"Blue Giant", Vanguard Records, 2010

Blue Giant makes its debut with this major label, self-titled release, a fine and thoughtful amalgam of country, pop, folk, psychedelia and rock. Prior to this project, co-leaders Kevin and Anita Robinson, who composed the 12 tracks, had gathered a devoted following in the Portland, Oregon, region while performing as a duo, Viva Voce. The Blue Giant project finds the Robinsons expanding their sonic vision by enlisting several well-known regional artists. The result glides from one genre to another, and expands the boundaries of alt-country. The Robinsons, married for 12 years, share vocal duties, and Anita provides some searing guitar. Her sweet voice is particularly poignant on the country ballad, "Lonely Girl," while Kevin’s sensitive turn on "Target Heart" is about perfect. But with their new stable of able horses, the Robinsons amp it up on the anti-war anthem "When Will the Sun Shine?" and the poppy, banjo-based "Wesley." It’s bluegrass and boy-howdy time with "Run Rabbit Run," while "Clean the Clock" angles toward straight-ahead rock. Rounding out the players are Chris Funk (The Decemberists) on pedal steel, Evan Railton (Swords) on drums, percussion and keyboards, and Seth Lorinczi (The Golden Bears) on bass and keys. Kevin Robinson is credited with the production. While capable all along the musical spectrum, the band seems most adept on the sparer, more country-oriented works, like "Gone for Good" (featuring Sleater-Kinney's Corin Tucker). But some of these well-crafted tunes suffer from a too heavy hand – the multiple instrumental layers and echo effects sometimes hinder the song from emerging instead of enhancing it. A "less is more" approach might be a future consideration, but this is a fairly minor quibble. This talented couple has created quite a nice package with a band named after the brightest stars in the galaxy.
© Fred Kraus

Blue Giant's Website Buy it at Amazon.com
Listen to "Clean the Clock"

Bill Mize, "The Angel's Share," 2010

Bill Mize's new release "The Angel's Share" opens with a rousing rendition of Ray Charles "What'd I Say" showcasing Mizes' deft touch and overall sonic panache. Sixty seconds in you know this player has full command of the wood and steel in his hands! The title track, which follows, simmers to a controlled boil driven by Mize's dynamic phrasing and vibrato, while his use of caesura allows the melody to breathe and sigh. Listening to "The Angel's Share" is akin to basking in a perfect summer Sunday afternoon... you just don't want it to end and when it does there is a sense of satisfaction and the notion that you have just experienced something sublime. Mize's guitar work is center stage throughout this CD. Beth Bramhall, Mize's better half, sits in on the playful "Puppy Love" on accordion, as does Pete Wasner with his B3 Hammond on a cover of Charlie Rich's "Feel Like Going Home" and Mize's funky "Might Should." Tracks four and five, "Might Could" and "Might Should", offer two of my favorite moments on this CD. Back to back they offer two very cool and different grooves. Mize's style is at once clean and textured, with much vibrato and an undercurrent of power that percolates through most of the tunes on this CD. His overall execution is consistently clear, and technically inspiring throughout, fitting of a former Winfield National Fingerstyle Champion and Grammy Winner. "The Angel's Share" is the first release from Mize since 2002. A quick check of his discography indicates that Mr. Mize only releases music when he feels he has something worthwhile. In his press release he states that his "CD's are like cicadas, they only come along every 8 years or so." Bill Mize is a player's player who has produced another acoustic gem!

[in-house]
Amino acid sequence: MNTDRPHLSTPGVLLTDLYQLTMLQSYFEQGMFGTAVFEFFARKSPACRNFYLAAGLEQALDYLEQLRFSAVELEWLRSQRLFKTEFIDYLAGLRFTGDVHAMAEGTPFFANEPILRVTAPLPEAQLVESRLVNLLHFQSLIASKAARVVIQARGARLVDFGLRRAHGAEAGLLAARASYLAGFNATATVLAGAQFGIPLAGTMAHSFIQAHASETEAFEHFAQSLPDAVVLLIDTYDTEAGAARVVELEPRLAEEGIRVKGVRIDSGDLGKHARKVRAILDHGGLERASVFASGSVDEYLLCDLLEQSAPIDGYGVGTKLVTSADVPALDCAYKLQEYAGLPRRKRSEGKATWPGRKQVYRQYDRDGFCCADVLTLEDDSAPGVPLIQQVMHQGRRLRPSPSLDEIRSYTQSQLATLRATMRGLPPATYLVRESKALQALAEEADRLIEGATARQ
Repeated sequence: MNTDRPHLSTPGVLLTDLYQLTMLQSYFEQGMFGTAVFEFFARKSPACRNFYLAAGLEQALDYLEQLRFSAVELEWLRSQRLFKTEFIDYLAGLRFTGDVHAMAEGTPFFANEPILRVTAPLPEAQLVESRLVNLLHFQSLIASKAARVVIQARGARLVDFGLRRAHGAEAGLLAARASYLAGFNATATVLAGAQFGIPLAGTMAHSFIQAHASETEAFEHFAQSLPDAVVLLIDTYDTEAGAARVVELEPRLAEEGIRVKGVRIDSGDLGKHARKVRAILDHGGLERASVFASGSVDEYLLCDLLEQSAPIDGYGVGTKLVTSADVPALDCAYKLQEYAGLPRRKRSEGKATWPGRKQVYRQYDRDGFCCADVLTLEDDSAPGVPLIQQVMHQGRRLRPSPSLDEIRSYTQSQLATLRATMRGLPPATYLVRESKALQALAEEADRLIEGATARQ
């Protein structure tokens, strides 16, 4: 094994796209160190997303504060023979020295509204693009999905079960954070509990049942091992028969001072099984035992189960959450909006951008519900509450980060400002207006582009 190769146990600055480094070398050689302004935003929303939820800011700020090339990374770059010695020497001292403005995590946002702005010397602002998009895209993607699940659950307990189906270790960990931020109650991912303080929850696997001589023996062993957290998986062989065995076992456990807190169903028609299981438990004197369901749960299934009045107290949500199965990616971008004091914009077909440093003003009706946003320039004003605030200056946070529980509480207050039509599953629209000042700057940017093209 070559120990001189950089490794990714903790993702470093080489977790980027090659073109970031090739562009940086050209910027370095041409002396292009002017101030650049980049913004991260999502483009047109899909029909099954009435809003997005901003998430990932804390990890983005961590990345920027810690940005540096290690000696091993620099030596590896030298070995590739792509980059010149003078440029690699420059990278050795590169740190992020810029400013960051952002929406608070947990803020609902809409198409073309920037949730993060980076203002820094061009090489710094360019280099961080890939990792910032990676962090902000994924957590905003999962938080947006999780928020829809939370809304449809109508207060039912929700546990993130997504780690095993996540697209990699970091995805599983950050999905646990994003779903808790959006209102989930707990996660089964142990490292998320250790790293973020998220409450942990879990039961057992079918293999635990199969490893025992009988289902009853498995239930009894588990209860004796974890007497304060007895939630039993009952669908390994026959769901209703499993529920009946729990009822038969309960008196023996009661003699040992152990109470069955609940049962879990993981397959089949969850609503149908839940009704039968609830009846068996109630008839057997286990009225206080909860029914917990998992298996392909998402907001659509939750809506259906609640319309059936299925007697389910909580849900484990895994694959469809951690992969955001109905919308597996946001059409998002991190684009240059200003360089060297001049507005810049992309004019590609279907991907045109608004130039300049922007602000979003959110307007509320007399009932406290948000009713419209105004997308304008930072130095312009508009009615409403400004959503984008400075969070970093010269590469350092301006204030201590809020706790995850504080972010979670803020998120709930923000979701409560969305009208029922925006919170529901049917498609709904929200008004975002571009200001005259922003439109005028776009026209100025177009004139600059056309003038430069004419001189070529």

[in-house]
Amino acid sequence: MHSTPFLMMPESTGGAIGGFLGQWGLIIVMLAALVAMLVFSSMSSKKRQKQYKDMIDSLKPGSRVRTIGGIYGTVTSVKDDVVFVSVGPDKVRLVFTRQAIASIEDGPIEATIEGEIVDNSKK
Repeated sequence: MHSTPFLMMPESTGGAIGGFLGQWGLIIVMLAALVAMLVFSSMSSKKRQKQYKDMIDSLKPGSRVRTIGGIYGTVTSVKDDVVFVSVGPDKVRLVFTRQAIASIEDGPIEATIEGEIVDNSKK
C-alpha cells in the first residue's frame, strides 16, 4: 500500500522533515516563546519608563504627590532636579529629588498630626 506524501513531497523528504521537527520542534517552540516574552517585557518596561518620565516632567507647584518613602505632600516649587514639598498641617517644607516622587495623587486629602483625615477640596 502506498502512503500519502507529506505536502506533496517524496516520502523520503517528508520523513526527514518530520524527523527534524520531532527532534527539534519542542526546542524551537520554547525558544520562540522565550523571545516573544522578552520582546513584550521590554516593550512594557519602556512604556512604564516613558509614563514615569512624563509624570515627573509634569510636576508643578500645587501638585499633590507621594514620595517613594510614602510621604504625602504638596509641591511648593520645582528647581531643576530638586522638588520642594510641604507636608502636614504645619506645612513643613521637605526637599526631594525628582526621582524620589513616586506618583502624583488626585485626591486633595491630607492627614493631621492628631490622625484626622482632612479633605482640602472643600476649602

© James Filkins

Bill Mize's Website Buy it at his website
Listen to "The Angel's Share"
Listen to Bill Mize at our podcast

Gareth Pearson, "Urban Echoes, Vol. 1," CandyRat Records 2010

You may not have heard of him – yet – but Gareth Pearson from Wales in the U.K. is going to be a player on the acoustic scene for years to come. Primarily self-taught, his first studio release on Candy Rat Records (home of other fingerstyle luminaries like Antoine DuFour and Andy McKee), "Urban Echoes Vol. 1" showcases his young yet prodigious talent. An equal blend of originals and covers, the playing on this disc is powerful, sublime, nuanced, and multi-layered. The opening cut, "Blue Smoke" (yes, the Merle Travis tune) brings to mind the writer and, more recently, Tommy Emmanuel, who has actually written a song giving homage to Pearson entitled "The Welsh Tornado." Exceptional thumb-style fingerpicking as an introduction of what’s to come on the rest of the CD. Pearson covers the Michael Jackson hits "Thriller" and "Billie Jean", doing more than justice to these great tunes. You really have to hear what he does with "Thriller" to appreciate it. Pearson even strays into the world of Radiohead with a cover of "Paranoid Android" with inventive string bends, slaps, and his own brand of band-in-a-box playing that uses the whole guitar and bass, middle, and treble voices. Besides the covers, Gareth Pearson crafts memorable songs of his own. "Little Rogue" is a pint-sized illustration of nimble fingers up and down the fretboard. "Chinese Whispers" reminds me of some of the early Alex DeGrassi playing that first made me fall in love with fingerstyle playing. It’s a lovely piece. "Every Time We Fall" reveals great playing with violin carrying the melody, and shows that Pearson doesn’t need to play hot and spicy in order to get our attention. The disc closes with "Beauty of Discipline," a wonderful conclusion to a CD full of fine songs played by a rising master of the six-string.
© Kirk Albrecht

Gareth Pearson's Website Buy it at Amazon.com
Listen to "Blue Smoke"